Thank you for the video links, those will be helpful.
I already do high bar squats. I don't have enough range of motion in my shoulders to even to low bar squats. I just can't manage it. I hate my body, with a passion.
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'There are no layby's on the road to strength'
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If it's your first time lifting weights in a gym and doing a real strength training program you're going to need more than 3 days to figure out how to do everything properly. You will need to read the book cover to cover and then reference it many times in the first month.
I "began" doing starting strength a month ago, and only in the last week or so have I really gotten my stride and started making progress(though it probably won't take you so long). Tape yourself doing your lifts very often so you can critique your form. Also post videos of anything you're not sure about on forums so others can critique.
Last edited by shaddix; 11-14-2010 at 03:28 AM.
Yeah make sure you aren't starting at the heaviest weights you can barely manage, especially if this is your first go at weight training. The idea of starting strength is to allow you to increase the weight each workout for the longest period of time possible. This means starting a bit below what you feel is taxing to allow your body to adapt to the exercises, range of motion and loaded resistance in general.
Like stated above, make sure you understand that form and technique is more important than weight on the bar at first. Start lighter than you think you should. This will give you time to nail down the technique and form on each lift. Once you have the form down you can start loading the weight up.
One thing that really helped me when starting was to download a starting strength excel sheet calculator. It lists all your warmup weights and working weights for as long as you want to program. I feel like this is key for people who want to start heavy because they want to see big gains right away. Once you program starting strength out for 6-8 weeks or so, you'll be able to see numerically how fast and heavy the workouts become. If you only do 5lbs increments on the workouts, you add hundreds of lbs in a matter of months. It will definitely encourage people to start lighter and adapt to the training.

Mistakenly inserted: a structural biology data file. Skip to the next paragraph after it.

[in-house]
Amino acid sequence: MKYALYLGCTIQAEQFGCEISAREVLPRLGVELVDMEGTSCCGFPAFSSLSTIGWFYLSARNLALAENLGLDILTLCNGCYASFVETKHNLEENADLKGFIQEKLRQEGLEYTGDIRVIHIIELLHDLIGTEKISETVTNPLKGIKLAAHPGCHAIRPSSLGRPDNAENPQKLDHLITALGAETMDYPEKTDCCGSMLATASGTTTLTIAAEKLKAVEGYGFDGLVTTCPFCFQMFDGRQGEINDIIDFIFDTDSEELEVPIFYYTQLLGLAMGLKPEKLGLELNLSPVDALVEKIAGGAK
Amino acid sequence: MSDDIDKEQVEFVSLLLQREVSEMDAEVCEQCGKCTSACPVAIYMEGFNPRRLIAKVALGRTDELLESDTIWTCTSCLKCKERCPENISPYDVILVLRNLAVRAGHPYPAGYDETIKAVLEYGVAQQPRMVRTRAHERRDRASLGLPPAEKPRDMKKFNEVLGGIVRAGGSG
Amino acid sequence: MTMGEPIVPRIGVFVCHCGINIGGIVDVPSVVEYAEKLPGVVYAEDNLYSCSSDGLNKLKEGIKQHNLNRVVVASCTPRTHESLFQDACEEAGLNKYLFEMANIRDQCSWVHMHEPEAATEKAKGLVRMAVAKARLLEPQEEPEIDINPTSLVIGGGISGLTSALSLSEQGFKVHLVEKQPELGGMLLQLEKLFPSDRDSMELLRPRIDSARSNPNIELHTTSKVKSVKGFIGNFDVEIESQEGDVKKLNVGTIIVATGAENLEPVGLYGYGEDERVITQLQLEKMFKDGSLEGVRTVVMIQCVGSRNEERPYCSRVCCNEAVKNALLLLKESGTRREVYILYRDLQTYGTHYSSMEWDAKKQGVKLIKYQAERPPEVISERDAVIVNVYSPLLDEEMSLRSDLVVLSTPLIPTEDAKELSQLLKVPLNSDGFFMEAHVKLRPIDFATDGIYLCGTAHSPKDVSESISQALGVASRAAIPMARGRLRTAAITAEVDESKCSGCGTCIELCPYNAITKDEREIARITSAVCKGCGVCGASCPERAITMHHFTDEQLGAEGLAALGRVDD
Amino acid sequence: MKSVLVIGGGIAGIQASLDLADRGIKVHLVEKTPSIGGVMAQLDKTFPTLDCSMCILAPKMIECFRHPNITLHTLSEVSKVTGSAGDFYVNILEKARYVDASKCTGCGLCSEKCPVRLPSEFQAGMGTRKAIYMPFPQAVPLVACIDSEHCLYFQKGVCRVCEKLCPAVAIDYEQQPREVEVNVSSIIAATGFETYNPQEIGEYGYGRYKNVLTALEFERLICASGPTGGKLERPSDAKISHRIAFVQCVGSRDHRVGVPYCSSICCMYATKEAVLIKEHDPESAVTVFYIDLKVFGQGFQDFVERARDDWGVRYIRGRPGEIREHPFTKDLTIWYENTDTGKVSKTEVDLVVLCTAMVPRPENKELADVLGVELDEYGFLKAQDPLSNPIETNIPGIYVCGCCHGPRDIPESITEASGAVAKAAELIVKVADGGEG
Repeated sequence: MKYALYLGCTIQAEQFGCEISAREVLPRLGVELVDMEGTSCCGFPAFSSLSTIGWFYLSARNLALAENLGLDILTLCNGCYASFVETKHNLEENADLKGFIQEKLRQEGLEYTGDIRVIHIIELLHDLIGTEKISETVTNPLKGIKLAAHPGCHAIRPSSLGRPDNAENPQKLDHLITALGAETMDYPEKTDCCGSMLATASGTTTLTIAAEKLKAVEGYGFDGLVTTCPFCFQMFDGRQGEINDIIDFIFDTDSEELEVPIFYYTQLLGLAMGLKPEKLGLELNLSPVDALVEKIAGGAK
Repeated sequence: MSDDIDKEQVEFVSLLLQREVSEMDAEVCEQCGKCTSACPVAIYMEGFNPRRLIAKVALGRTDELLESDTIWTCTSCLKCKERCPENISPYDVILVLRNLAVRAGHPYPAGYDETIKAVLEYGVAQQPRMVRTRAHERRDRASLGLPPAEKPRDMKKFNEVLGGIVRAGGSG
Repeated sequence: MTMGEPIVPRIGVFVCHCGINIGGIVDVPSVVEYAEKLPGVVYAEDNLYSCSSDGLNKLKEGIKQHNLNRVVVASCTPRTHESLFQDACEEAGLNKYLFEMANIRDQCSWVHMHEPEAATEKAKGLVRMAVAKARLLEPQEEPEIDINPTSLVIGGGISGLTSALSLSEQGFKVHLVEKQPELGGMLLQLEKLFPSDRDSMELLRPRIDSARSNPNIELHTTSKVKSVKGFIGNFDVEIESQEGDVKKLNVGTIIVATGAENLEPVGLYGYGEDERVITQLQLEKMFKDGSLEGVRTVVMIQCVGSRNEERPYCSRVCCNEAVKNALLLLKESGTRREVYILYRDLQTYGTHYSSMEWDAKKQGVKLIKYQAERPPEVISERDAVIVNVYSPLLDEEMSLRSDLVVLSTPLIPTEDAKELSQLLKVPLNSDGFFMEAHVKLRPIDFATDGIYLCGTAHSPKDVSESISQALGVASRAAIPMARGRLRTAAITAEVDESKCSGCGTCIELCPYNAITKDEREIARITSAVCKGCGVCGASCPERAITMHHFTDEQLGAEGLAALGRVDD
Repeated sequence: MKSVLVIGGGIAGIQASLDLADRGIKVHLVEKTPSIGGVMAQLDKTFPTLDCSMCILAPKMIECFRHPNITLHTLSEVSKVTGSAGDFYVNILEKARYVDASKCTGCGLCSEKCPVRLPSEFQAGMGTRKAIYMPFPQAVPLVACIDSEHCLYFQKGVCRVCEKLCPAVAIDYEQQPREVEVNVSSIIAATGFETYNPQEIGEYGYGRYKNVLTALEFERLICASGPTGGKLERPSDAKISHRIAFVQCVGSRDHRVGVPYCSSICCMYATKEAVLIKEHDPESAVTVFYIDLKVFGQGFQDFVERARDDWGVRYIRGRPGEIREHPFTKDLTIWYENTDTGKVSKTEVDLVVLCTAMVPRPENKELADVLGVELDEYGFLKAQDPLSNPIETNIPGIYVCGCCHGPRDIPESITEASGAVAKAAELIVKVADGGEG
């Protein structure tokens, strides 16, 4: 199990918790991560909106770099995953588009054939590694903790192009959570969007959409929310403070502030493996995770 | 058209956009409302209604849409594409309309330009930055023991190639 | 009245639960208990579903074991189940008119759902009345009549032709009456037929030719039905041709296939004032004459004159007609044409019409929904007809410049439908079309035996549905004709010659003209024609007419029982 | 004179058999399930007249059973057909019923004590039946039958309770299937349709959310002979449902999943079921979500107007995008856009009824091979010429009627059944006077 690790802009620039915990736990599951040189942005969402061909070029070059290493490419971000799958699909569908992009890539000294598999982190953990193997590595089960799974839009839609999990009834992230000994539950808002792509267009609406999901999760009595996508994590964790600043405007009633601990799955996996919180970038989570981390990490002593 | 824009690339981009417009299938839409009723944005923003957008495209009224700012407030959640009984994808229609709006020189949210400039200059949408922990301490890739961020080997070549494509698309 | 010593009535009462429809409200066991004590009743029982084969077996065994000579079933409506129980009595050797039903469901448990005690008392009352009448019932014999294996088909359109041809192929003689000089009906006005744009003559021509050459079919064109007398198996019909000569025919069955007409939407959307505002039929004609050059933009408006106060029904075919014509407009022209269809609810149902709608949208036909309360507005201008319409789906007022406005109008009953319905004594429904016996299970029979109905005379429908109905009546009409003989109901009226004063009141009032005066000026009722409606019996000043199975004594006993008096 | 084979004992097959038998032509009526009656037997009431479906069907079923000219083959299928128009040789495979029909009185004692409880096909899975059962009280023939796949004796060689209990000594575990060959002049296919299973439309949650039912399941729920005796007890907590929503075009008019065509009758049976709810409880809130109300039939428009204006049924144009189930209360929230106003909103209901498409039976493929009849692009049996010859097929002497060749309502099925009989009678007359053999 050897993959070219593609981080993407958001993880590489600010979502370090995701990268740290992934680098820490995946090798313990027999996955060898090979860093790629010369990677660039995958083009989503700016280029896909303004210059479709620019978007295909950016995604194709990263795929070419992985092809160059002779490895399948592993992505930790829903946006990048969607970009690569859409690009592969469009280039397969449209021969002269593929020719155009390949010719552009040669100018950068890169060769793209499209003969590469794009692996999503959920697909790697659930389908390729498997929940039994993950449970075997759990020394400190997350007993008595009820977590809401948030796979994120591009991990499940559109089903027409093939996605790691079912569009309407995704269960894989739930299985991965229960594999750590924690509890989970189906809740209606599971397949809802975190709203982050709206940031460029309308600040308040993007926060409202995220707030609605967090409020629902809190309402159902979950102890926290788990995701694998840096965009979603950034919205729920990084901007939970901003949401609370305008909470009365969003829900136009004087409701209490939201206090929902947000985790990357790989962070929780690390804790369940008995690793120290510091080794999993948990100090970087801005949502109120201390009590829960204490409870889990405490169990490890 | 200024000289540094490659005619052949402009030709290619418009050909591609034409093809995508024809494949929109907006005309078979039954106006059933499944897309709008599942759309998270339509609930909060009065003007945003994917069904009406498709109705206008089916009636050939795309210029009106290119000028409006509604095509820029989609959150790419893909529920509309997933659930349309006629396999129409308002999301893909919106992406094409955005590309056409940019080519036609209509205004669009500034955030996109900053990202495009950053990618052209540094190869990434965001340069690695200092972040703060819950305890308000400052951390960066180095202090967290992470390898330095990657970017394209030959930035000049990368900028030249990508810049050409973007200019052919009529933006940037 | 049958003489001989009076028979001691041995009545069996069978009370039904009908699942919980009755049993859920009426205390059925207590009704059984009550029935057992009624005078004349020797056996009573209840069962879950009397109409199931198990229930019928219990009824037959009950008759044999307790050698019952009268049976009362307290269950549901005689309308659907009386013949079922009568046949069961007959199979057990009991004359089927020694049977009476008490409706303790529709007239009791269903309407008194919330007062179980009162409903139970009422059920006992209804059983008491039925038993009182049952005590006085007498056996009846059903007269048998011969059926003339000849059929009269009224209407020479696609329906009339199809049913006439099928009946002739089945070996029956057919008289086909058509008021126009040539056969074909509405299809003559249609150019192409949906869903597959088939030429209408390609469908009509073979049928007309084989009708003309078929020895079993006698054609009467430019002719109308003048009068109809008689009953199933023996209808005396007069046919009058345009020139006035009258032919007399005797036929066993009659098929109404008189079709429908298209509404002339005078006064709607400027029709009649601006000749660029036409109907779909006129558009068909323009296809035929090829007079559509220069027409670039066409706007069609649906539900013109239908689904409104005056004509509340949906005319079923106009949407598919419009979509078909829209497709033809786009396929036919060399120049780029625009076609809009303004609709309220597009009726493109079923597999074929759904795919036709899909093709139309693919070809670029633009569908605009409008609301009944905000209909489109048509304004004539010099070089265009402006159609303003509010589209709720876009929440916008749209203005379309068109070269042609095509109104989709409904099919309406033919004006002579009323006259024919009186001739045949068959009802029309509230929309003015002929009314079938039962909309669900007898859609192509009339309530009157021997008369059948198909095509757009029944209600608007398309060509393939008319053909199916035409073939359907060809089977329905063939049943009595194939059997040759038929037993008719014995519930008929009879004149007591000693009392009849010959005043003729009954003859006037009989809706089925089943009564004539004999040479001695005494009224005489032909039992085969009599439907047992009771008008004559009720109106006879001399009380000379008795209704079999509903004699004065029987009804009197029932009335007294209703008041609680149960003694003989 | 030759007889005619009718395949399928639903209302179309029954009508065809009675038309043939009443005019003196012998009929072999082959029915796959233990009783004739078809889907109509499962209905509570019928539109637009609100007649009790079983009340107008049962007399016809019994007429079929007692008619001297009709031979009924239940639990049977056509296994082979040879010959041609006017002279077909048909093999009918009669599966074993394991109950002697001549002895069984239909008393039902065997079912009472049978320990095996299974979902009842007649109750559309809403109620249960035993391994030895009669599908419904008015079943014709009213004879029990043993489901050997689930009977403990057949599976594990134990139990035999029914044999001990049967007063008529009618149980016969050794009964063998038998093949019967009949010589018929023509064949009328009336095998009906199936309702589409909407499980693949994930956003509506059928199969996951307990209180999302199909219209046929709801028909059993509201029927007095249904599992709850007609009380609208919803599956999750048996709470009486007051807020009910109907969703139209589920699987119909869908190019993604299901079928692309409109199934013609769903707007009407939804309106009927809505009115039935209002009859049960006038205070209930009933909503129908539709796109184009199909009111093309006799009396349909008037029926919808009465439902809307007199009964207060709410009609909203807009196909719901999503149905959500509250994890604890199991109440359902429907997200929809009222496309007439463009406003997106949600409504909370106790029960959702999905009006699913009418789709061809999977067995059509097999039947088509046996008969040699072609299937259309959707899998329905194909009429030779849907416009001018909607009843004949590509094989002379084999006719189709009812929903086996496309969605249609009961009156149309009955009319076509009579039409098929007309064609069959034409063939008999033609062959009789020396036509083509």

Also, get the book and read it a few times.
Last edited by Runty; 11-14-2010 at 04:40 PM.
"Fine, if I'm not allowed to light it on fire, can my imaginary friend?"
Definitely a red flag that you were able to do 185 your first time in a gym ever. If you were using proper form, I find that very hard to believe. I think you need to be realistic with your strength and really start light. You will gain strength a lot better this way if you start light. Not only that, but you will gain confidence as well which will fuel your workouts. Starting strength is also linear progression, meaning you will add weight to the bar every workout so it is preferred to start at an easy weight. You need to learn the movements before you start loading heavy weight on the bar...the best way to do this is start light!
Just enjoy it now while it lasts, because when you hit the intermediate or advanced stage, you will be happy just to add 5 pounds or add 1 rep to a lift in an entire MONTH. Milk it now for what its worth.
Also, do dislocates multiple times daily with a broom stick. This will help your shoulder flexibility.
Last edited by mchicia1; 11-15-2010 at 10:30 AM.
Not sure if it has been said but try to video record yourself. It makes a world of difference when you can focus on just form while lifting and critique yourself after the lift, not during. Really helps with determining if your back is not rounding at the bottom of the squat and deadlift, which is key to not blowing your back out in a month.
"Fine, if I'm not allowed to light it on fire, can my imaginary friend?"